Muslims in the region said they have decided to move away from cattle-based occupations after seeing what happened to Khan.
Nuh, Haryana: A pall of gloom hangs heavy in Pehlu Khan’s village, Jaisinghpur in Nuh. The 55-year-old dairy farmer was beaten to death by self-styled cow vigilantes last month.
Though a month has passed since the horrific incident, many from the Muslim community are apprehensive. Eighty percent of the population in Mewat, Haryana is Muslim and is ethnically ‘Mev’ or ‘Meo’.
Pehlu’s sons’ Irshad, 24, and Aarif, 19, are distraught. They were with their father when they were attacked by self-appointed cow vigilatnes (gau rakshaks) in Alwar’s Behror area on April 1. They said they could do nothing while he was mercilessly beaten up. Pehlu died two days later in a private clinic.
“There were two cows and two calves in the truck. Irshad, I and another villager were in the other pickup truck which had three cows and three calves,” said Aarif, who still can’t pluck up the courage to speak.
Pehlu sat in the hired truck, with two cows and two calves. Irshad carried three cows in his pick-up van and drove with his neighbour and friend Asmat.
Irshad, who still has eye injuries, claimed they had receipts to show that they had purchased the cows. But the vigilantes were not bothered. They were robbed of their wallets and cellphones and close to Rs 100,000.
“I will stop tending cows or buffaloes. They (vigilantes) were only after money. My father was killed because he had a beard,” exclaims Irshad. Family members and villagers in Jaisinghpur say most families keep cows or buffaloes and many sell milk for a livelihood.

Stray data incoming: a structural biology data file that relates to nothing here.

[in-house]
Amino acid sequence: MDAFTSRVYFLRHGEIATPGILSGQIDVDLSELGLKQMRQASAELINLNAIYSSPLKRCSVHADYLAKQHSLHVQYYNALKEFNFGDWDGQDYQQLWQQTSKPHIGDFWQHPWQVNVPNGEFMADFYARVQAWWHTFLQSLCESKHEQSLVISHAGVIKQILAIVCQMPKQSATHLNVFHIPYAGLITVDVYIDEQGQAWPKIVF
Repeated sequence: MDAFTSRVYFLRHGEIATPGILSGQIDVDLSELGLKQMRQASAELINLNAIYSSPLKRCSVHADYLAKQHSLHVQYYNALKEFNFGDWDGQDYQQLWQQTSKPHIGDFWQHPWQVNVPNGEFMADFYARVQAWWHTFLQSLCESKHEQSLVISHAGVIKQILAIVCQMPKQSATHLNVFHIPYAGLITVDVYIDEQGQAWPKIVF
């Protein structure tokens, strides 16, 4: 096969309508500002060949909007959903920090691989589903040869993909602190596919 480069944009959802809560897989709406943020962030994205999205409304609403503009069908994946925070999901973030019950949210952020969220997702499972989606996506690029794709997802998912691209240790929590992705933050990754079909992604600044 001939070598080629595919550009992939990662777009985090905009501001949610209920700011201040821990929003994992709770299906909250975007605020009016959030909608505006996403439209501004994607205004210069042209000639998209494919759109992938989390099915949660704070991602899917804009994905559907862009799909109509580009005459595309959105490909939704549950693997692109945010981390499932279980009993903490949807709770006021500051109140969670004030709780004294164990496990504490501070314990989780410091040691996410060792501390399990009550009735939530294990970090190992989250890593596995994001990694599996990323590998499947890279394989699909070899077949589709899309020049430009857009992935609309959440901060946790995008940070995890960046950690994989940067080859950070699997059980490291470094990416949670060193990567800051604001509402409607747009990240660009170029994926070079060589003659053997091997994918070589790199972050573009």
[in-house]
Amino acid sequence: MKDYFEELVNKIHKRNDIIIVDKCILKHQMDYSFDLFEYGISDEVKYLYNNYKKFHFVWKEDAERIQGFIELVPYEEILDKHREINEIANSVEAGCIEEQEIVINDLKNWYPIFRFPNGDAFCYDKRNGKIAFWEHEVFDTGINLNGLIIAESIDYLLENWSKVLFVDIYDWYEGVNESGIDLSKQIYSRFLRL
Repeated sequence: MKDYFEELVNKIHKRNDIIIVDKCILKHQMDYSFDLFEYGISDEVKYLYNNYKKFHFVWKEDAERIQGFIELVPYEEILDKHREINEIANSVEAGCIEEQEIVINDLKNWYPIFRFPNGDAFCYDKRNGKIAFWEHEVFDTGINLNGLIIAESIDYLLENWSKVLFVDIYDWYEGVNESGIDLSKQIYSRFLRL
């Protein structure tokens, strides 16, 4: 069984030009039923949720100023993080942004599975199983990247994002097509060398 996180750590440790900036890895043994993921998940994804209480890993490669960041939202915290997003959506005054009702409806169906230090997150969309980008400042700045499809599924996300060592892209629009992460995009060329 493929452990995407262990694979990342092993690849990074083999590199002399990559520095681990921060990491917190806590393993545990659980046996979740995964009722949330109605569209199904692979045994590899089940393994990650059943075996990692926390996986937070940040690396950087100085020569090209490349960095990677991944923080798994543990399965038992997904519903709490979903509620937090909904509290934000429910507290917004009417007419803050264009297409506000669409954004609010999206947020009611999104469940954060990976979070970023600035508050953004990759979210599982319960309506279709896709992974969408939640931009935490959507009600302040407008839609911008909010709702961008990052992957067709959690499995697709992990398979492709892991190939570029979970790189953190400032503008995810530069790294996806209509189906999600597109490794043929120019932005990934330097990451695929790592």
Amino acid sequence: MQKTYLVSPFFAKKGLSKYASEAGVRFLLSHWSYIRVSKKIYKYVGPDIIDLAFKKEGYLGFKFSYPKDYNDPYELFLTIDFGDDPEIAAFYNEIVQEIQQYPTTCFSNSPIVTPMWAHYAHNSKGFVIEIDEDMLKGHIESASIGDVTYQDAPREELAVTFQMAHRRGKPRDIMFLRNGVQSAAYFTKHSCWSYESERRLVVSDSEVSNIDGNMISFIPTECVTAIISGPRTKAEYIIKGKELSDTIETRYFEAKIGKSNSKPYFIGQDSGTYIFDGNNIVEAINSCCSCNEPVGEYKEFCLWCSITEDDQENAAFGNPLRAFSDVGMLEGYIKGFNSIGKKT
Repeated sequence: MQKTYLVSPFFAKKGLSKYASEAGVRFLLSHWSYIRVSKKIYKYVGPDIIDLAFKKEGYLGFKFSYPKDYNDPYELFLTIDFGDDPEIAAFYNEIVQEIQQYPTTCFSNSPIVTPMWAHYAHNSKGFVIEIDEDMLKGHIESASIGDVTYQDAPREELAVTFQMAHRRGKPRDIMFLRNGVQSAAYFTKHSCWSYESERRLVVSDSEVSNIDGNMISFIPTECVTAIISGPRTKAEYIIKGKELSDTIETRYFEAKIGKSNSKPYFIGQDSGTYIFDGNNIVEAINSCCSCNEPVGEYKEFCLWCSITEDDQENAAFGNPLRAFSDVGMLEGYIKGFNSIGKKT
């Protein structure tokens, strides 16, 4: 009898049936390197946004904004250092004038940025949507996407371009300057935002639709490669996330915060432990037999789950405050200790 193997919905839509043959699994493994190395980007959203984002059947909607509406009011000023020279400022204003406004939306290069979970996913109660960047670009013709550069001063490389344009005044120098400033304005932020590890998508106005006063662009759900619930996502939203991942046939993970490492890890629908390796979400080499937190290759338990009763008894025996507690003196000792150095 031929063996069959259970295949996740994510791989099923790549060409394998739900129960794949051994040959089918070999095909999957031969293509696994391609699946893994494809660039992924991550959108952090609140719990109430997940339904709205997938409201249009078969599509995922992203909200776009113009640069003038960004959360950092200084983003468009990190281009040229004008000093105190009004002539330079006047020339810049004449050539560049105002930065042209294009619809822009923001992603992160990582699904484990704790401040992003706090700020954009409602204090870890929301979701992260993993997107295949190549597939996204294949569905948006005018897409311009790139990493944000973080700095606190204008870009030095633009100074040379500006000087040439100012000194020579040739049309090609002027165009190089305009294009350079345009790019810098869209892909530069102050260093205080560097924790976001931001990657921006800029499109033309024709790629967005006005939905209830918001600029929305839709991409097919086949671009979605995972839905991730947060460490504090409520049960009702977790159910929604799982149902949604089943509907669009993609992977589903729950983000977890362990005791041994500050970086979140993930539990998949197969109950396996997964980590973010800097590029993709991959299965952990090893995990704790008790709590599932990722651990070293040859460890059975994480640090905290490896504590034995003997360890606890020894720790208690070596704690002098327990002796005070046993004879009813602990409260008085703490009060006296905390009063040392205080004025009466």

“But in the last few months, we are looked upon suspiciously. Mahaul karab hain (The atmosphere is bad),” bemoans says Yasin Khan, a village sarpanch.
Ironically, the Rajasthan police first registered a First Information Report (FIR) against Pehlu and his companions under the Rajasthan Bovine Animal (Prohibition of Slaughter and Regulation of Temporary Migration or Export) Act, 1995.
Pehlu’s uncle, Hussain Khan is livid. “What have we got? Nothing and we don’t’ think we will ever get justice.”
Azmat who was also injured in the attack, only wants to walk again. “We are just dairy farmers. Who kills cows?” he asks.
His nephew, Mohammed Rafiq, is still bedridden, suffering a broken nose and a leg fracture for over a month.
“There is a big fear. I will never, ever get back to dairying. There are lumpen elements at large and they will do anything,” says Rafiq.
In Haryana, the Gau Rakshak Dal claims to have 5,000 members who patrol highways and stop trucks carrying cows at a whim.
There is a bigger worry that afflicts pockets of Mewat. Many Muslim households have lost their livelihoods or given up being cow herders because of sheer fear. Late last month, the Meo Muslims of Alwar led by the head of the Meo Panchayat, Sher Mohammad, announced that they will start surrendering their cows to the district administration on a daily basis as a sign of protest.